There really are two stories in this book which don't really intertwine until the very end. The story of the children on the planet and the aliens they encounter there is incredible. It's really a brain bending idea full of very interesting characters and new concepts. But the story of the people in space tasked with rescuing them... well it was kind of lame. Perhaps the first storyline was so compelling that I kept finding myself annoyed when it would switch away to something less interesting. Perhaps separated the two storylines would have been independently awesome. As it is I can really only say that I liked half this book, unfortunately the two halfs are every other chapter.
It is the opposite of Atlas Shrugged in nearly ever aspect. From the political message it conveys, to the likability of the characters and to the quality of the writing, this book is everything I wanted Atlas Shrugged to be but found lacking. It is a very high quality work of fiction and is also a testament to science and philosophy. I can't recommend it enough.
It is also one of the few books I have read on the philosophy and politics of Anarchism (see also The Moon is a Harsh Mistress by Robert A. Heinlein). What's really amazing to me is that a book on Anarchism (this book) can be so starkly different from a book on Libertarianism (Atlas Shrugged) since Libertarianism is actually a branch of anarchy. The main difference of course is in the Libertarian union with Capitalism. The Dispossessed meticulously and convincingly exposes the weaknesses and inherent flaws in a Capitalistic society and will leave you pining for Odonian brotherhood.
Agree or disagree with the philosophies in this book, it will at the very least make you think about something new and probably feel something new as well.
It started out really strong. I thought the ending was a little dissapointing though. It kind of descended into "magic" but perhaps that's what you get when you try to cram that much into such a short book. Overall it was packed full of interesting ideas and vivid imagery.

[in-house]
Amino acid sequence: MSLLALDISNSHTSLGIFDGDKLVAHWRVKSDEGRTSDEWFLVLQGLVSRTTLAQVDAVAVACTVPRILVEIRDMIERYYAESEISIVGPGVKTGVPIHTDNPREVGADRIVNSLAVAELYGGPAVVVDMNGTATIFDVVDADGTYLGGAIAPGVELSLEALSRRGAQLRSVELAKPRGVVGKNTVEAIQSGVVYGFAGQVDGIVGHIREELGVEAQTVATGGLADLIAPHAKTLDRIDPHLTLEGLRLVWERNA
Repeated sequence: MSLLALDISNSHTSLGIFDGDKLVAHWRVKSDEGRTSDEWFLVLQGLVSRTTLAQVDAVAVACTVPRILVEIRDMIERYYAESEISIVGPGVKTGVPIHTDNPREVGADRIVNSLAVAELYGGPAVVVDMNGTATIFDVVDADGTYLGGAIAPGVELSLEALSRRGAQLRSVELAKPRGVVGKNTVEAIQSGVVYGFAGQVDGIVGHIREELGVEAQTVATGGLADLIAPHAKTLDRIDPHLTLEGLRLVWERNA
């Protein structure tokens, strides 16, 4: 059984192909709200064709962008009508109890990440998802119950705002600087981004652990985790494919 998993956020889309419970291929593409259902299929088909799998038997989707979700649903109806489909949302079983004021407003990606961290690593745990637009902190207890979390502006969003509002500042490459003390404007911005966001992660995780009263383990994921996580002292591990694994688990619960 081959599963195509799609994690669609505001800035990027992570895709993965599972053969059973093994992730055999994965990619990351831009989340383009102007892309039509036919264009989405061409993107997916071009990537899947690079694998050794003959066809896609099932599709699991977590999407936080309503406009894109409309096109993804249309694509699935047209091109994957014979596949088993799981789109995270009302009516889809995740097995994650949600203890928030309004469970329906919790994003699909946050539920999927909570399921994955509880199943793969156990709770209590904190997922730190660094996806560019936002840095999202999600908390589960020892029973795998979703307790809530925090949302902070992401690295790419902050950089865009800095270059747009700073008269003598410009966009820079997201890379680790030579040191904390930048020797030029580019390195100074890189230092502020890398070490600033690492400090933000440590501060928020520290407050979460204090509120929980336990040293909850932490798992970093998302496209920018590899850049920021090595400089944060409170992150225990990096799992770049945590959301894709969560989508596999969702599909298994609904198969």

I really liked the premise of the modern quest with these great characters but I just can't help feeling like this book is dull. Maybe it's the authors obsessive need to name everything accurately. Do I really need a complete breakdown of their meals? Do I really need to know the names of all the local flora and fauna? This whole book just felt like a drag on the overall plot.
I did get a kick out of how he used madam blavatsky's religion as the religion of the evil doers though. He had to do a little research into that craziness, which is comendable.
An excellent telling of a grim possibility. The detailed description of the 'slugs' and the incredibly well thought out implications of such a creature on human civilization is very thought provoking and shudder inducing.
A fairly brief book that seems to be a stand alone story. It manages to introduce some interesting ideas about relativistic space travel and the capacity for human culture to devolve in the vacuum of rational inquiry.
This book fills in some crucial parts of Heinleins overall timeline. He refers back to the events of this book in several others and it's interesting to fill in the gaps. Otherwise it's classic Heinlein with interesting characters and moral conundrums. Similar to Starship Troopers the main character gets sucked into a larger movement because of a woman and ends up transforming into something he never expected. Great book overall.
It progresses the story and finally fills in some details (vague as they are) about the origins that we have been waiting 7 books to hear about, and the characters are quite good. But there seems to be a pretty long dry spell in the middle where the author seems to be dragging things out unnecessarily. The beginning and the end were pretty good though. It was good enough to keep reading, the next one seems like it could be quite good now that the new characters have been established and the plot has been set back up.
This was a great book on several levels. I really enjoyed the though provoking concepts related to relativistic space travel. Also I noticed a few references to Heinlein's "The Moon is a Harsh Mistress" (by calling lunar citizens anarchists for example) and thought it was a nice tie-in to some other classic sci-fi. All around great book and would easily recommend it for everyone.
This book was soooooo long. I love long books normally but only if they're not repeating the same thing over and over and over again. This book is essentially a study in how long you can beat a dead horse and still keep a conservatives attention. I suppose I'm glad I listened to this since so many other people seem to find it inspiring but really, the philosophy is shallow and flawed and I don't see why so many people are taken in by it.
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